Georges Simenon, The Hanged Man of Saint-Pholien (trans. Linda Coverdale)
I turned sixty on Saturday. Mrs. T and I didn’t throw a party, though. That might have been fun, but we were staying at Florida’s Biltmore Hotel, which is surely enough of a celebration for any reasonable person, and we don’t know anybody who lives in Coral Gables.
Instead of having a couple of dozen friends over to mark the occasion, I spent the morning reading “Calvin and Hobbes” strips,, my latest enthusiasm. Then we went downstairs, ate a late and leisurely brunch consisting mainly of fresher-than-fresh fruit, and sat in the sun by the Biltmore’s famous pool, where I heard a bossa-nova cover version of “Jumpin’ Jack Flash” that made me giggle, though I actually rather liked it. Except for taking a single theater-related phone call at poolside, I did no work of any kind. In the evening we had a very nice dinner at Fontana, and that was that.
Turning sixty, I’m told, is a big deal. I can’t say that it feels especially big, though, nor do I feel nearly as old as I am, save on the too-frequent occasions when I have trouble pulling a name out of my hat. (I’ve reached the time of life when I forget the names of old friends who are standing next to me, waiting patiently to be introduced to new ones.) George Bernard Shaw said it: “Any fool can be 60 if he lives long enough.”
It was a much bigger deal when I turned fifty. Not only had I come perilously close to dying just two months earlier, but I met the woman who became Mrs. T right around the same time. Everything that has happened to me since then is an outgrowth of those two encounters, the first with the imminent prospect of death and the second with the possibility of the more abundant life that I am now privileged to live for as long as it lasts.
How should I spend whatever is left of it? Cardinal Newman warns us to “use well the interval,” the unknown amount of time that separates every man from his inescapable appointment with the Distinguished Thing. In an attempt to take stock, I looked up what I wrote in this space on my fiftieth birthday, and found these words:
So what do I do next? Like many people, my life has been a series of goals, a things-to-do list, and at fifty I now find myself in the position, at once pleasing and disconcerting, of having accomplished most of them. As for the things I haven’t yet done, nearly all of them are things I’m no longer likely to do, assuming I ever was: I doubt, for instance, that I’ll learn a second language or write a novel or become a father. I could spend the rest of my life running in place, and I suppose that would be perfectly fine. Except that I know it wouldn’t. The time will come, if it hasn’t already, when I’ll want to try my hand at something new—and I haven’t the slightest idea what it might be.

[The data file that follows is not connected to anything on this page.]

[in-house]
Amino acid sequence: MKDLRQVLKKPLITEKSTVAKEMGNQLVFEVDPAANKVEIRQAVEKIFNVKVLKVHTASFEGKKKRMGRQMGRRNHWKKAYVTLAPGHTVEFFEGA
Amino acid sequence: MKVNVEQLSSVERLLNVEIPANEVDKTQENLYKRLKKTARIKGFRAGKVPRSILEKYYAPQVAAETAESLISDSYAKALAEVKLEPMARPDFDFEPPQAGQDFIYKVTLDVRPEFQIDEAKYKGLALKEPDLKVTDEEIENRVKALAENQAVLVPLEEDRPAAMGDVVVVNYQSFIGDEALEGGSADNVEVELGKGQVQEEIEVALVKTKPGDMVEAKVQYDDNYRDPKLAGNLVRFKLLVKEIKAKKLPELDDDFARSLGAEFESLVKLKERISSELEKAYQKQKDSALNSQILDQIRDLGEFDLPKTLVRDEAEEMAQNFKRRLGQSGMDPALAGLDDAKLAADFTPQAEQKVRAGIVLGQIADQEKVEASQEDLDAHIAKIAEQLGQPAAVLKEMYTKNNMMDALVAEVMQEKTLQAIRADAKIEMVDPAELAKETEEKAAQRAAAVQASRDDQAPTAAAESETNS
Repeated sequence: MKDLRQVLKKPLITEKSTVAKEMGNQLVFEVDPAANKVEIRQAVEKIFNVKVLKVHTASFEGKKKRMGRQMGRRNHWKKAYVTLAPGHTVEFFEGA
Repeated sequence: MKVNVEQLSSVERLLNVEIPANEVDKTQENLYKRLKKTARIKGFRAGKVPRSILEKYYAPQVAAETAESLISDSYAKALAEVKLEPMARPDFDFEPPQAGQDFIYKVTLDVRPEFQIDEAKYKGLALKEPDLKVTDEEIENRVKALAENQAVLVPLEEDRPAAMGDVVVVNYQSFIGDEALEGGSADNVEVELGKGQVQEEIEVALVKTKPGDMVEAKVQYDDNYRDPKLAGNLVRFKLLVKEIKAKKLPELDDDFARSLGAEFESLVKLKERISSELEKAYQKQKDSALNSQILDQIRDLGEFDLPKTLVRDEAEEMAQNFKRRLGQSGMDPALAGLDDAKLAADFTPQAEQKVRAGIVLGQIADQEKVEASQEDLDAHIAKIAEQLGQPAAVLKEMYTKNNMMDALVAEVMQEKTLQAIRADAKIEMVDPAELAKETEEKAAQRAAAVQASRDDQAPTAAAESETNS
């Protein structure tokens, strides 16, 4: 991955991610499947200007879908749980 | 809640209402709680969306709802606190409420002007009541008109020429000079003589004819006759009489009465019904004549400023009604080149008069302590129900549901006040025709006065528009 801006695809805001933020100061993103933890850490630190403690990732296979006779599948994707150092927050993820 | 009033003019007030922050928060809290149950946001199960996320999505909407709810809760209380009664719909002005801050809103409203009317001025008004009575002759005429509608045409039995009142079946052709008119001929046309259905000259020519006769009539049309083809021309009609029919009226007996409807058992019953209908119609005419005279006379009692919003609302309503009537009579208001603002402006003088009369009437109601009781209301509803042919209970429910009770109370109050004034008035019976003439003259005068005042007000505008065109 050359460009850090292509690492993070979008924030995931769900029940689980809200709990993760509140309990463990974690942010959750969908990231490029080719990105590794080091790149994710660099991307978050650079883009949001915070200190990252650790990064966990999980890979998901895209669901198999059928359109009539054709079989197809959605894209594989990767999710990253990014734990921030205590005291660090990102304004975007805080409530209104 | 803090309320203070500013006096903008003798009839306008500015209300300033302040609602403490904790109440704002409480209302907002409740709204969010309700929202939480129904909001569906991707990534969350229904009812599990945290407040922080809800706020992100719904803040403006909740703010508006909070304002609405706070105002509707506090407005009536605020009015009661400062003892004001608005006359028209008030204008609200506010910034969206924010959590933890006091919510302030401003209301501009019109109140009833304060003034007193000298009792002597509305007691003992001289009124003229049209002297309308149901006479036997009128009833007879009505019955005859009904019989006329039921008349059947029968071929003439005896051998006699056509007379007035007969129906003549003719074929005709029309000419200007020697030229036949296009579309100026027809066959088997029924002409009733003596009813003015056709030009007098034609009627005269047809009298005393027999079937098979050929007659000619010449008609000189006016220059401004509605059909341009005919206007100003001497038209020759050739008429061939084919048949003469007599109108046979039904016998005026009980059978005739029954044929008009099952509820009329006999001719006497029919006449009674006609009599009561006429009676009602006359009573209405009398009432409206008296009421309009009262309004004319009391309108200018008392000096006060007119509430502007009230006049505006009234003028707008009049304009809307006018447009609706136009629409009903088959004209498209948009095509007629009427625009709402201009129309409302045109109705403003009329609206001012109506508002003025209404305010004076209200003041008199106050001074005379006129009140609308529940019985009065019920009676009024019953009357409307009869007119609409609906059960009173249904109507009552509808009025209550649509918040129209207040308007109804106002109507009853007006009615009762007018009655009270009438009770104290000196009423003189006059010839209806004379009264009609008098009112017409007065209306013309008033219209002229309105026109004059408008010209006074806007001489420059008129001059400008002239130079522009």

Well, I didn’t learn a second language or write a novel or become a father, but I did do plenty of other unexpected things, the most surprising of which was that I started writing for the stage. Indeed, Dramatists Play Service, the publishers of Satchmo at the Waldorf, informed me last month that my first play is now tied for tenth place on its its Top Professional Licenses list. Satchmo, in other words, has become something of a hit.
As for meeting and marrying Mrs. T, I can’t begin to tell you what that has meant to me, so I won’t even try. Suffice it to say that I wouldn’t have dared to write Satchmo, much less The Letter, without the continuing inspiration of her presence. She is everything to me.
So…what do I do next?
Regular readers of this blog know the obvious answer to that question: I’ll be making my professional directing debut in May with Palm Beach Dramaworks’ production of Satchmo at the Waldorf. That’s a pretty unusual thing for a sixty-year-old man to do, and I can’t wait to plunge head first into the next chapter of my brand-new part-time career.
Right now, though, I’m more than content to sit in the sunshine, hit my deadlines, and think about how I want Satchmo to look and sound on stage when May 13 rolls around. Beyond that, I have no plans, and for the moment I don’t really feel that I need any. I suppose I could spend the rest of my life running in place, but I’m pretty sure I won’t. And if such should prove to be my fate, then at least I’ll be running in tandem—which is, after all, what matters most.
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The last scene of The Candidate, a 1972 film directed by Michael Ritchie, written by Jeremy Larner, and starring Robert Redford, Peter Boyle, and Melvyn Douglas:
Jimmy Durante sings “September Song” on The Jimmy Durante Show. The song is from the score of Knickerbocker Holiday, by Maxwell Anderson and Kurt Weill. This episode was originally telecast on July 9, 1955:
(This is the latest in a series of arts-related videos that appear in this space each Monday, Wednesday, and Friday.)
“Memory is a great artist, we are told; she selects and rejects and shapes and so on. No doubt. Elderly persons would be utterly intolerable if they remembered everything. Everything, nevertheless, is just what they themselves would like to remember, and just what they would like to tell to everybody.”
Max Beerbohm, “No. 2, The Pines” (courtesy of Levi Stahl)
In today’s Wall Street Journal drama column I review a show in Sarasota, Florida, Westcoast Black Theatre Troupe’s revival of August Wilson’s Ma Rainey’s Black Bottom.
I also take note of the off-Broadway remount of Bedlam’s 2014 stage version of Jane Austen’s Sense & Sensibility, which I called “by far the smartest Jane Austen adaptation to come along since Amy Heckerling’s Clueless, and at least as much fun,” when I originally reviewed it in the Journal.
Here’s an excerpt.